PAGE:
The humble word pancake conjures feelings in my heart of comfort, home, and childhood. In what seemed like an act of magic to my young eyes, pancakes started off as an unpromising bowl of formless, pale, cold batter, but transformed in the pan to delicate, piping-hot, golden-brown rounds of pure deliciousness, ready to soak up butter and syrup and be accompanied by crisp bacon.

In my exploration of the Vietnamese savory rice-flour pancake known as bánh xèo, I discovered that same primal appeal—the comforting deliciousness of carbohydrate-rich batter sizzling in fat, the warm savor. In place of butter and syrup, bánh xèo come out of the pan ready to soak up the dynamic sweet-salty-fishy-sour-spicy dipping sauce nước chấm, and to be enjoyed with fresh lettuce, mustard leaves, cucumber, pickled vegetables, and fragrant herbs.

A key to understanding bánh xèo is the pronunciation: bánh refers to bread or cake, and xèo is the onomatopoeic term for the sizzling sound when the batter hits the hot fat. When saying the word xèo, listen for the sizzle in the first syllable: SSSAY-oh. In the second syllable, my server at Saigon City told me, be sure to round the oh sound fully. “If you don’t,” she said, “it sounds like the word for car tire.”

Bánh xèo batter combines rice flour, cornstarch, coconut milk, water, salt, and turmeric. The batter is poured over sizzling onions and pork, topped with bean sprouts and seasoned raw shrimp, then folded into a golden, crispy half-moon. To eat it, wedges are wrapped in a lettuce or mustard leaf, topped with vegetables and herbs, and rolled into a bundle to dip in the nước chấm. It’s a hands-on, slightly messy process, but a rewarding one when the flavors and textures—crisp pancake, rich pork and shrimp, crunchy fresh vegetables, and nước chấm—combine.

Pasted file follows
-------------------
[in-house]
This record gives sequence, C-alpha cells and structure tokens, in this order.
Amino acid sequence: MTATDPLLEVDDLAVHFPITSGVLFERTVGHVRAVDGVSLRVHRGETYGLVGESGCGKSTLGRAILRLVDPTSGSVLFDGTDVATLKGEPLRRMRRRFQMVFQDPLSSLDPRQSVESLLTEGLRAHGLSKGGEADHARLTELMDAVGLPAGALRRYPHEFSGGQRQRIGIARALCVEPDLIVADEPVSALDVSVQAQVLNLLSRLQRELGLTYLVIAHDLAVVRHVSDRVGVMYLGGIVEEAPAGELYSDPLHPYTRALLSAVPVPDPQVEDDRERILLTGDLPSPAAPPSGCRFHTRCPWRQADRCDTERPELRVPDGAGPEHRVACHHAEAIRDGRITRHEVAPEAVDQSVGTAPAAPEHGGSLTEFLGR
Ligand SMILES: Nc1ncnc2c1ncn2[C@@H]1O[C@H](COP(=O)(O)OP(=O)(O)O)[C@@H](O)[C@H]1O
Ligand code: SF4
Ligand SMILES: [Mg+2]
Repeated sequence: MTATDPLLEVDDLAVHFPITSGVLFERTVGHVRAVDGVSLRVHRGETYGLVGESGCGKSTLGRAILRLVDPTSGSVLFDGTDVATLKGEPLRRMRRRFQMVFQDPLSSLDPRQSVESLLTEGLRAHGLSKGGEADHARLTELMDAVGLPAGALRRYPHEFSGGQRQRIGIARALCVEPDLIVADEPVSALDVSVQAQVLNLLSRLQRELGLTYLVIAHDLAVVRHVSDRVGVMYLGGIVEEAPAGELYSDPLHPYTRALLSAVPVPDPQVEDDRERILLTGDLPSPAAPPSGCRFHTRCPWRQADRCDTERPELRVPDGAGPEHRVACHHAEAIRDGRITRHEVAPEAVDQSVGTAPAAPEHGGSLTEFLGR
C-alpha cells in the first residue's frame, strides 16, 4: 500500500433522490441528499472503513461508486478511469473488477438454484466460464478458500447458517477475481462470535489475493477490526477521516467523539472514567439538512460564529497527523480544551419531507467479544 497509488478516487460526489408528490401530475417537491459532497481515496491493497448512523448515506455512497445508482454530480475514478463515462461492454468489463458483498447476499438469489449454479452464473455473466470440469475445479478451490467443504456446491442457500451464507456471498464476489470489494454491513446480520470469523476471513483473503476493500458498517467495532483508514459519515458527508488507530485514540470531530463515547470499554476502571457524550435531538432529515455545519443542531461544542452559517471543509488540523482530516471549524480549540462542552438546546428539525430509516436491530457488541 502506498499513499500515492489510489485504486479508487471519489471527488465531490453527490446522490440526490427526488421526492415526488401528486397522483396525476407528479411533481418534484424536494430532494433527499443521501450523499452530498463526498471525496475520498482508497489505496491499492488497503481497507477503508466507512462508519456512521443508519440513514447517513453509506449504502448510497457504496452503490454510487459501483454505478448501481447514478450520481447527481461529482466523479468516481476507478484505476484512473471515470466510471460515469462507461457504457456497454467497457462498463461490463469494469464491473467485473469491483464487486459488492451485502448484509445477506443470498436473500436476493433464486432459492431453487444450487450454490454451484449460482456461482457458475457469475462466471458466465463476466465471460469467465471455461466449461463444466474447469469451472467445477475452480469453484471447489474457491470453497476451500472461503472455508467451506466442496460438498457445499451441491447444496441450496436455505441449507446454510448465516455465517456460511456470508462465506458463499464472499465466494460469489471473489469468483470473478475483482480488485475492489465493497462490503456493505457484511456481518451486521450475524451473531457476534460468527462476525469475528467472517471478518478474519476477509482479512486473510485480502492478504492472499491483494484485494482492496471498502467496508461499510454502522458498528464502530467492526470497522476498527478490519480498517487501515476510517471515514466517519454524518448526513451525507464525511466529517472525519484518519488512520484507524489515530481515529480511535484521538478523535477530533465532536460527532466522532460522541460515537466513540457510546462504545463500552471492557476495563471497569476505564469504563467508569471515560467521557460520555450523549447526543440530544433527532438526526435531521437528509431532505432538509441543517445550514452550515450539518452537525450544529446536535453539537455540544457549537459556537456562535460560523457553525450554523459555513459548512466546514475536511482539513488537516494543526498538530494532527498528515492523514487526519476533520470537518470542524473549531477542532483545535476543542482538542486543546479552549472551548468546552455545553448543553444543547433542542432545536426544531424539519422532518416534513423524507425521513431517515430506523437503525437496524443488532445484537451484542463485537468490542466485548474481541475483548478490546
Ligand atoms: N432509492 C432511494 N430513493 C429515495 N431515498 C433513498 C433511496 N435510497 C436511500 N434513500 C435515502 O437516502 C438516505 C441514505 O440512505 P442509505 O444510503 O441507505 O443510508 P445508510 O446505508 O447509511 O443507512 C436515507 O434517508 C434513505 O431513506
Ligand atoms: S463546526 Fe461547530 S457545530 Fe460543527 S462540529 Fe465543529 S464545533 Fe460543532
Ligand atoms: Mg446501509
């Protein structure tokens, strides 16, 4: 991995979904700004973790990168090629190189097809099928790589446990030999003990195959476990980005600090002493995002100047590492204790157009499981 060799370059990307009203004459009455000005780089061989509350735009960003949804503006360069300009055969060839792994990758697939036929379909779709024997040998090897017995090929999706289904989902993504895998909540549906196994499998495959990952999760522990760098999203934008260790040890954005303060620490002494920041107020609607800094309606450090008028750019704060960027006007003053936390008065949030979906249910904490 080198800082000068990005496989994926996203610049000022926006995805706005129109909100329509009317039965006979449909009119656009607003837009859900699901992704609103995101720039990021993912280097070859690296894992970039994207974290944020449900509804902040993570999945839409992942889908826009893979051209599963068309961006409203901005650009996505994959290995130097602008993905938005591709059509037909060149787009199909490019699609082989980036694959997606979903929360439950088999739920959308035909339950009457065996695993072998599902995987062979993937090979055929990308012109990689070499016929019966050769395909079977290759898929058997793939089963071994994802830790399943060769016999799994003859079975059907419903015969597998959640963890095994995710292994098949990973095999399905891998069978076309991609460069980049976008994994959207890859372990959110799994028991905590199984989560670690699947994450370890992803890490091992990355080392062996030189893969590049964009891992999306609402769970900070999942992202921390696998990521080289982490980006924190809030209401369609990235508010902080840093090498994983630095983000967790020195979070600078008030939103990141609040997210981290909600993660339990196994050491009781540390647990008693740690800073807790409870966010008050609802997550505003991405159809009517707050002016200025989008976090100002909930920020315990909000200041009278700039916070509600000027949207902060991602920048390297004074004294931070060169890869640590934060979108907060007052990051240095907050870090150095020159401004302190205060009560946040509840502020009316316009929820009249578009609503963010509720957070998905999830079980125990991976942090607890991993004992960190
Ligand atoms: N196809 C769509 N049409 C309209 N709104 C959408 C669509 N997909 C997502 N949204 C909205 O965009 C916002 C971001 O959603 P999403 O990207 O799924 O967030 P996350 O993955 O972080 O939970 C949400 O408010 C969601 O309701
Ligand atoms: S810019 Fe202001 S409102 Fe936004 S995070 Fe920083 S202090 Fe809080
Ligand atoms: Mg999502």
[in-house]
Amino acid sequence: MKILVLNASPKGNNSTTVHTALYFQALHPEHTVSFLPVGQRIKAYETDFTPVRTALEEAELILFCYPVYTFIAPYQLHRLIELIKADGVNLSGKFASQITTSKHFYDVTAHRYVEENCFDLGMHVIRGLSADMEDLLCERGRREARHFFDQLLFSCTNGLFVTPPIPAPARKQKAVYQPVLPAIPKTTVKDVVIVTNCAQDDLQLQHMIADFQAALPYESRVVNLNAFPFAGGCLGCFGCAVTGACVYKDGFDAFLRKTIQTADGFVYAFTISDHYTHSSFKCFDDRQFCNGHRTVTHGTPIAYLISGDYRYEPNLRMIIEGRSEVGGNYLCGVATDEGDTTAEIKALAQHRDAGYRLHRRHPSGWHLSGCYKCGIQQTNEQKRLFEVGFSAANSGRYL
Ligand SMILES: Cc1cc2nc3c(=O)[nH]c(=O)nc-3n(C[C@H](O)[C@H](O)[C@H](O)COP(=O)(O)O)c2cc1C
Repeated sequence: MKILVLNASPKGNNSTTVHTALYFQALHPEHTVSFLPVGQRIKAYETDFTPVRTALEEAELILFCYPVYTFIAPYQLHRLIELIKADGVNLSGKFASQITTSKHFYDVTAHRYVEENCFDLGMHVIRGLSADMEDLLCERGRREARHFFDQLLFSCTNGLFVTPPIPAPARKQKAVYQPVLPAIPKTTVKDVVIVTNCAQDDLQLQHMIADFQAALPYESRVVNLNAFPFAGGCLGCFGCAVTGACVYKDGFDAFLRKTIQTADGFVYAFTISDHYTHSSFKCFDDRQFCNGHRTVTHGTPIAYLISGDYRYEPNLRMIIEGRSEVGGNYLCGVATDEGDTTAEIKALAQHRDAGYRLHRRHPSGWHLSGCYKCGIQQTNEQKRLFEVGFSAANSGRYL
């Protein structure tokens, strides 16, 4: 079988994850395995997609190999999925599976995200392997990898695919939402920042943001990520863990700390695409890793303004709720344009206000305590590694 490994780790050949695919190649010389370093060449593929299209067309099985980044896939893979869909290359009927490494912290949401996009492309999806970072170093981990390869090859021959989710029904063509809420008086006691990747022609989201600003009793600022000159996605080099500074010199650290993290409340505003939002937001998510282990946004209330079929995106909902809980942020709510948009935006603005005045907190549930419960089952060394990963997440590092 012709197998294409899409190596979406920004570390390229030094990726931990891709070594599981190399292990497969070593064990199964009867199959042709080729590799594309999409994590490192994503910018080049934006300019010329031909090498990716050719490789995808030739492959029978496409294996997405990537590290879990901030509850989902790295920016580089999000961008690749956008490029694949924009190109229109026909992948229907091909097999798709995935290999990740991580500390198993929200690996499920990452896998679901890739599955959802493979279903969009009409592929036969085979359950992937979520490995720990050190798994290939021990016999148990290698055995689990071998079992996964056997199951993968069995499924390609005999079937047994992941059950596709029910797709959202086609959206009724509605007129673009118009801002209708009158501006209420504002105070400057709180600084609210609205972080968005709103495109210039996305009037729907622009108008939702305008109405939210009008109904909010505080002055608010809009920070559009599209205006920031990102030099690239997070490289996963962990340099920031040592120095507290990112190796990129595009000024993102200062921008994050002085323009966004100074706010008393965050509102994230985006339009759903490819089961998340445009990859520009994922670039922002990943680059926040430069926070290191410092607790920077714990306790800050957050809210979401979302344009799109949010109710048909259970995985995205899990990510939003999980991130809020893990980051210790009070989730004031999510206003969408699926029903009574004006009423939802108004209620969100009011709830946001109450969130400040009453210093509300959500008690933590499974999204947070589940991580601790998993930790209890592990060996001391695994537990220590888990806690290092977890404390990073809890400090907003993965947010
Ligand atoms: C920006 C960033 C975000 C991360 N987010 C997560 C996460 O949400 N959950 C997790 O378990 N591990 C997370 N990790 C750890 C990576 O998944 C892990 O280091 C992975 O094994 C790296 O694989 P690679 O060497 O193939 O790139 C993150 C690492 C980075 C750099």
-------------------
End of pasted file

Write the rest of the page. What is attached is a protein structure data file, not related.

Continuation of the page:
Over the course of a couple of weeks recently, I ventured out to five of Albuquerque’s Vietnamese restaurants to sample their bánh xèo. They were all delicious, and all a little different.

At Viet’s Pho on Menaul the bánh xèo has excellent flavor, and it’s served with crinkle-cut pickled carrot and daikon, cilantro, and lettuce. With a glass of sweetened coconut water that included chunks of young coconut, it was a great lunch, made only more so by the friendly, welcoming staff.

Café Da Lat on Central offers a good bánh xèo, but on their appetizers menu I found a related and rarer dish, bánh khọt, and decided to try that as well. Here, the same golden rice-flour batter is cooked in little cups, each one containing a shrimp. In the mood for a health tonic, I ordered a drink of nước rau má, also known as gotu kola or pennywort, said to be excellent for digestion. Lightly sweetened, the drink’s flavor was deep, grassy, and herbaceous.

At Basil Leaf on Eubank I found a whole assortment of bánh xèo in the crepes section of their menu, including chicken and tofu in addition to the more common pork and shrimp. My chicken bánh xèo was large and wonderfully crispy, with a pile of individual Thai basil leaves along with lettuce and pickles.